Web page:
The trial by military commission of top al Qaeda operative Abd al Rahim al Nashiri is set to commence today at Guantanamo. Nashiri’s time in U.S. detention has been controversial because he was one of only three senior terrorists waterboarded by the CIA. Nashiri was subjected to other so-called enhanced interrogation techniques (EITs) as well.
There is no material dispute over Nashiri’s al Qaeda role. Nashiri’s claim before a Guantanamo tribunal that he was merely pursuing various fishing endeavors with the assistance of Osama bin Laden is laughable. Nashiri’s style of fishing actually involved ramming explosives-laden boats into U.S. warships and oil tankers. The failed attack on the USS The Sullivans in January 2000, the attack on the USS Cole in October 2000, and the attack on the merchant vessel Limburg in October 2002 were all masterminded by Nashiri.
But Nashiri’s plotting did not end there, according to a leaked Joint Task Force Guantanamo (JTF-GTMO) threat assessment, as well as other sources.
Nashiri was exploring a range of possible attacks when he was captured in 2002. How many of these plots were in the advanced stages is uncertain. But with an experienced terrorist like Nashiri at the helm we can be certain at least some of them would have progressed had Nashiri remained free.
The leaked JTF-GTMO threat assessment for Nashiri, dated December 8, 2006, describes him as “one of al Qaeda’s most skilled, capable, prolific operational coordinators” with a “proven ability to plan and carry out attacks against the US, its interests and allies.” Nashiri is “linked to as many as a dozen plots to attack US and western interests.”
JTF-GTMO provided this summary of Nashiri’s plotting:
Detainee masterminded the October 2000 attack against the USS Cole and the October 2002 attack against the merchant vessel (M/V) Limburg. From at least April 2001, detainee directed maritime and land-based terrorist attacks, many targeting US military interests, to include (but not limited to) a plot to sink a US warship or tanker in the Strait of Hormuz (SoH) intended to block the Strait; a plot using an explosives-filled airplane against western warships at Port Rashid, Dubai, United Arab Emirates (UAE); a plot to blow up the US Embassy in Sanaa, YM; maritime attacks in the Red Sea and off the coasts of al-Hudaydah and Aden, YM; and a disrupted maritime operation targeting US, United Kingdom (UK), and other NATO ships and submarines in the Strait of Gibraltar (SoG).
Other targets are mentioned in the leaked file, too, including the UK embassy in Sanaa, Yemen and a “major petroleum facility” in Saudi Arabia. Some of these plots had apparently been halted, including the planned attack in the Strait of Hormuz.
When Nashiri was first captured, the CIA turned its attention to uncovering the details of Nashiri’s extensive plotting. An investigation by the CIA’s inspector general, who was no apologist for the EIT program, found that Nashiri did in fact give up actionable intelligence. The IG report reads:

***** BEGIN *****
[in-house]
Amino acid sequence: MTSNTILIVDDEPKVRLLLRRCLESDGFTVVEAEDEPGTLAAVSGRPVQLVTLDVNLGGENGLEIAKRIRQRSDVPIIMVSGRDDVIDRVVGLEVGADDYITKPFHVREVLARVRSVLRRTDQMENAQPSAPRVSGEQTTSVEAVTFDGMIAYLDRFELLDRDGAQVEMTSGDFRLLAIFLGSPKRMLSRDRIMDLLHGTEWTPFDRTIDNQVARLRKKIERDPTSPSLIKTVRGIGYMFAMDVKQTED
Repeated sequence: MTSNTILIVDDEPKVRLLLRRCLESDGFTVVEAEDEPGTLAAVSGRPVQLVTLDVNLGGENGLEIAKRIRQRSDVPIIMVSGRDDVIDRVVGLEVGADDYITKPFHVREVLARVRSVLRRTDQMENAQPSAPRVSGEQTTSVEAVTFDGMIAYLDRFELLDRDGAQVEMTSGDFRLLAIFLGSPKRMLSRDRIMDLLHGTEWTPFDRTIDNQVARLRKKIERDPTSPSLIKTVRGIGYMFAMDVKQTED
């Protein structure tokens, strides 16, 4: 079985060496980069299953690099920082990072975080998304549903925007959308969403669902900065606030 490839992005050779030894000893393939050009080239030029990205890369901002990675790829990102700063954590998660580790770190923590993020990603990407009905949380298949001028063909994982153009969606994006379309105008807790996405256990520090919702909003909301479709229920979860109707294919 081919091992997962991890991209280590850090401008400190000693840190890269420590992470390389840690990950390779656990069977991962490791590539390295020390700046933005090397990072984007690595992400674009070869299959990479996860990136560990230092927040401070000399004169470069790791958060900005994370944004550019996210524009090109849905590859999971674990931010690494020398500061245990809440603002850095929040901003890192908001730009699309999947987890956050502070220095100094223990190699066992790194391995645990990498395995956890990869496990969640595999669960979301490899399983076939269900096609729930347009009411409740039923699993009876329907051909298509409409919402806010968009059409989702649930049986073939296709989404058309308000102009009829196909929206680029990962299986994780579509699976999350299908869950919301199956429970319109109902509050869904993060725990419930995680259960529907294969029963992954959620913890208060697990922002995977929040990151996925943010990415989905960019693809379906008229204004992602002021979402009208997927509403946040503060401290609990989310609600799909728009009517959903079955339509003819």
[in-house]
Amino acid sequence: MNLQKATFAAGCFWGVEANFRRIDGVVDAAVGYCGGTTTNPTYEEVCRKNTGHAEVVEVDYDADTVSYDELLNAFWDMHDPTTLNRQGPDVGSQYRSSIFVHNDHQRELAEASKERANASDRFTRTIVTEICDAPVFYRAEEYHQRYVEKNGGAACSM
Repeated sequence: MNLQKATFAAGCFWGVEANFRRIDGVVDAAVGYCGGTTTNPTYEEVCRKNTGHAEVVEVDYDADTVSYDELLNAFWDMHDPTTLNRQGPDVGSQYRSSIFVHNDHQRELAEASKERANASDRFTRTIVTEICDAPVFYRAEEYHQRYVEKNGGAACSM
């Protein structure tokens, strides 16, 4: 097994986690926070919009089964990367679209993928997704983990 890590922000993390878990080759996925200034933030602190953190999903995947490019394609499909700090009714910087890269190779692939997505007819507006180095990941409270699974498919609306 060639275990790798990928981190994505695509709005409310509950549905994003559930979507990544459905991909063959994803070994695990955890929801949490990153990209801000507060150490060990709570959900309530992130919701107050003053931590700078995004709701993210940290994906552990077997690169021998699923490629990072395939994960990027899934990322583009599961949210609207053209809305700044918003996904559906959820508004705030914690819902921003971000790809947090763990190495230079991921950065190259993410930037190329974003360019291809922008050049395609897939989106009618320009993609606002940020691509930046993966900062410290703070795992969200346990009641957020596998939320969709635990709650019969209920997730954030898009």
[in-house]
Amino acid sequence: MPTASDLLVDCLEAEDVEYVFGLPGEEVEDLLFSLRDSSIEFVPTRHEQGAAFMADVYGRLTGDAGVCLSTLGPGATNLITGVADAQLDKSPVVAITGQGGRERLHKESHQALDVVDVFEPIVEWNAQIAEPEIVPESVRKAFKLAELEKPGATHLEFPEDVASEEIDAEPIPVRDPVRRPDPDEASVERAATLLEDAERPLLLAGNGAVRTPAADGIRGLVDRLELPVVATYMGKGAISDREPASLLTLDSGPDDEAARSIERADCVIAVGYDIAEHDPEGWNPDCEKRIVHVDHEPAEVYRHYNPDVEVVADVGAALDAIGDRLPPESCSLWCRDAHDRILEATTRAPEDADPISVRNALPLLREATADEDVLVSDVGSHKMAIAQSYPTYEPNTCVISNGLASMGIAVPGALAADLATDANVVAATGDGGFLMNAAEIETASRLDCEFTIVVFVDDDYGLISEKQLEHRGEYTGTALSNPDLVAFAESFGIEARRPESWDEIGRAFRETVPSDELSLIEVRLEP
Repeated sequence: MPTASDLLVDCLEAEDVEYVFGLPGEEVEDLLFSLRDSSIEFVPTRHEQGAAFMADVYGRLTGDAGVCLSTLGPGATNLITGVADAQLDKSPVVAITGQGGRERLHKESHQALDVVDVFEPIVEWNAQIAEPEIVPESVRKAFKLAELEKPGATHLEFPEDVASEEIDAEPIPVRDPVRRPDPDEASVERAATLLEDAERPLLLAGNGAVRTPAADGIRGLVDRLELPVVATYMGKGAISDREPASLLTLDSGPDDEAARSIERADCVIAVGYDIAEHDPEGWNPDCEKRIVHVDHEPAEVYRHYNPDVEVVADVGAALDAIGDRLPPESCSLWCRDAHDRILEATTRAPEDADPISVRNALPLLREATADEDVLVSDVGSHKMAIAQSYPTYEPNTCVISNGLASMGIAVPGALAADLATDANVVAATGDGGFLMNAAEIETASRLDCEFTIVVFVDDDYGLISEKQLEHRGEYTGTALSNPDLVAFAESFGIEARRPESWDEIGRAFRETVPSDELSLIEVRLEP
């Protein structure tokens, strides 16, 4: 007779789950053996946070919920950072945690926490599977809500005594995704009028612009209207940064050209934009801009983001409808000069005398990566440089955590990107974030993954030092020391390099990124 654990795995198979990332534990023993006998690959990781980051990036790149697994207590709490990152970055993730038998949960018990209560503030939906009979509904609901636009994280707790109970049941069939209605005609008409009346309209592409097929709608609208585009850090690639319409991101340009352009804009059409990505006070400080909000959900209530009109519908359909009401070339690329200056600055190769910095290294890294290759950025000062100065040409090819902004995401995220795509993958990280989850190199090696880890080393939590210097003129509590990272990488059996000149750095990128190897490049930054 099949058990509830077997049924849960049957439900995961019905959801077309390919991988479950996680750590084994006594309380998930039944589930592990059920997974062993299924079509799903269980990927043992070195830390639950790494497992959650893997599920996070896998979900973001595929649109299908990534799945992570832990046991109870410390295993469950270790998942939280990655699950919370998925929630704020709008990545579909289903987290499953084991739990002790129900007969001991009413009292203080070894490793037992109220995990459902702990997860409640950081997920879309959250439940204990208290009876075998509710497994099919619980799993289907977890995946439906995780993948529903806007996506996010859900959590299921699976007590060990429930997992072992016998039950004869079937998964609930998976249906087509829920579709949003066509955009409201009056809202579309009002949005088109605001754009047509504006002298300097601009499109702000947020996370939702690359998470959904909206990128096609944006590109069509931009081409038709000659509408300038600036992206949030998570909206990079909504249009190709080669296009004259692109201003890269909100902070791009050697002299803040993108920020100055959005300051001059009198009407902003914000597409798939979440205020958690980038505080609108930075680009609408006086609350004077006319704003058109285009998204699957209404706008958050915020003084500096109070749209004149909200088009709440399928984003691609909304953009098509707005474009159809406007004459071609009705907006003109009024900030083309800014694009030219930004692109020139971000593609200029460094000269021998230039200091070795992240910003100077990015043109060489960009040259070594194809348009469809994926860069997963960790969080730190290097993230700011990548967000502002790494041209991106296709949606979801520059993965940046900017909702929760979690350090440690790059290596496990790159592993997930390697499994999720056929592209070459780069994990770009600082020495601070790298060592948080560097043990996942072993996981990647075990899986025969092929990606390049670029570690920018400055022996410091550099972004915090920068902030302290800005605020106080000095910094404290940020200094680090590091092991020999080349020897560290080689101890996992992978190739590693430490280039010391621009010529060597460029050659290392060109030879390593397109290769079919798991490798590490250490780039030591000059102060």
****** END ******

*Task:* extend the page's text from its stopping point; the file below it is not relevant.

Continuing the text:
Because of the litany of techniques used by different interrogators over a relatively short period of time, it is difficult to identify exactly why Al-Nashiri became more willing to provide information. However, following the use of EITs, he provided information about his most current operational planning and [REDACTED] as opposed to the historical information he provided before the use of EITs.
None of Nashiri’s plots, according to the IG, appear to have been “imminent” at the time of his capture. Then again, this is a myopic way of viewing Nashiri’s plotting. Al Qaeda cells often have more than one plot in the works at any given time. A plot becomes “imminent” quickly. In Nashiri’s case, his minions had already performed surveillance on several possible targets, researched the logistics of the proposed attacks, and even acquired explosives.
It was only a matter of time until Nashiri attempted another attack, even if we cannot be sure which target would have been next.
How Osama bin Laden’s Al Qaeda Worked
The idea that al Qaeda had a #3 leader tasked with directing all international terrorist attacks has rightly been criticized. Al Qaeda’s structure was far more horizontal than that. Osama bin Laden had several terrorists managing international terrorist operations – and they often did not know the details of what the other al Qaeda managers were planning. This structure allowed bin Laden’s underlings to compete to see who was the most ruthlessly effective.
The leaked JTF-GTMO threat assessment for Nashiri provides good examples of this dynamic, especially with respect to the relationship between Nashiri and 9/11 mastermind Khalid Sheikh Mohammed (KSM).
Nashiri told authorities “that he dealt directly with UBL without any intermediaries.” Moreover, Nashiri “and KSM mutually agreed to avoid each other’s operations just in case either was arrested.” Nashiri saw himself as a “more senior” al Qaeda member than KSM and therefore “did not have to answer to anyone regarding financial matters and the spending of al Qaeda money.” The hint of internal al Qaeda rivalries offered in the JTF-GTMO memo was somewhat typical – with various terrorists jockeying for seniority and power.